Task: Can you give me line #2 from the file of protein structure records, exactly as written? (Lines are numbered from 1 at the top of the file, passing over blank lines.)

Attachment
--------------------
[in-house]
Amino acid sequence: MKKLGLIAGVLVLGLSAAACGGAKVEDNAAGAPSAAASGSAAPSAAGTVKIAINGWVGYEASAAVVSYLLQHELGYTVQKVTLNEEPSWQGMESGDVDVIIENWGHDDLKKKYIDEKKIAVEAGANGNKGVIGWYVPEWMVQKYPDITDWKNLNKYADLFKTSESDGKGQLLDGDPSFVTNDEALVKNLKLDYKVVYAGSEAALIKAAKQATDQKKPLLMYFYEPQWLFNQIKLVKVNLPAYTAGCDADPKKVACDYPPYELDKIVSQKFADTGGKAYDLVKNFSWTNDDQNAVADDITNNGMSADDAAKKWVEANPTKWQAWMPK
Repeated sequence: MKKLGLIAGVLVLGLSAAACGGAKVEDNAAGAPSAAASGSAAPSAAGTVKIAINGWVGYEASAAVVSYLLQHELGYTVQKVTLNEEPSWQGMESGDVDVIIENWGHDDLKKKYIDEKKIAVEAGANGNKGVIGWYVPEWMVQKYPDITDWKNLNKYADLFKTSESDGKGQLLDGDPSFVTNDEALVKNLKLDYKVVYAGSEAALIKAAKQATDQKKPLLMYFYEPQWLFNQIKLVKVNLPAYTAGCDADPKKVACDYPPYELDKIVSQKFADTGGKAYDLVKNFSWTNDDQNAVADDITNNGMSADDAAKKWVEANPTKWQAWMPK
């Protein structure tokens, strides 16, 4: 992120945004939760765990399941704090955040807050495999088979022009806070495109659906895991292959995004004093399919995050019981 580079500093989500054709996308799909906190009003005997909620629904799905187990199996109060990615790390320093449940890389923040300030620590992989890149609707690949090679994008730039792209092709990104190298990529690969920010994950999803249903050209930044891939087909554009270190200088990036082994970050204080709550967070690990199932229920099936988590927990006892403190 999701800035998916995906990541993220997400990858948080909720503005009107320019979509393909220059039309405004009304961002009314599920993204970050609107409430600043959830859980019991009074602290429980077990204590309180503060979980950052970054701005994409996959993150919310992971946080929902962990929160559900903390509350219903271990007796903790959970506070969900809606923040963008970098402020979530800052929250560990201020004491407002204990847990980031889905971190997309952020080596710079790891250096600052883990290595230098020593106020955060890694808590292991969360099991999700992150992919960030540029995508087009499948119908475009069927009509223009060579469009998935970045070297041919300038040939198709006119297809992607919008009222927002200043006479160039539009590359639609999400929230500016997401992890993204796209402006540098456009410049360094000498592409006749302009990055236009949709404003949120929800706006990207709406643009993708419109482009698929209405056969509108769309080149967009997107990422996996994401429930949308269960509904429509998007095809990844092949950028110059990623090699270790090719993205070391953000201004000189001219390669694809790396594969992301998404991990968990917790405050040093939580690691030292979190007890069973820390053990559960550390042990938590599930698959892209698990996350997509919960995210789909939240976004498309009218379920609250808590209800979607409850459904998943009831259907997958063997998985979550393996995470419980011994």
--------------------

Amino acid sequence: MKKLGLIAGVLVLGLSAAACGGAKVEDNAAGAPSAAASGSAAPSAAGTVKIAINGWVGYEASAAVVSYLLQHELGYTVQKVTLNEEPSWQGMESGDVDVIIENWGHDDLKKKYIDEKKIAVEAGANGNKGVIGWYVPEWMVQKYPDITDWKNLNKYADLFKTSESDGKGQLLDGDPSFVTNDEALVKNLKLDYKVVYAGSEAALIKAAKQATDQKKPLLMYFYEPQWLFNQIKLVKVNLPAYTAGCDADPKKVACDYPPYELDKIVSQKFADTGGKAYDLVKNFSWTNDDQNAVADDITNNGMSADDAAKKWVEANPTKWQAWMPK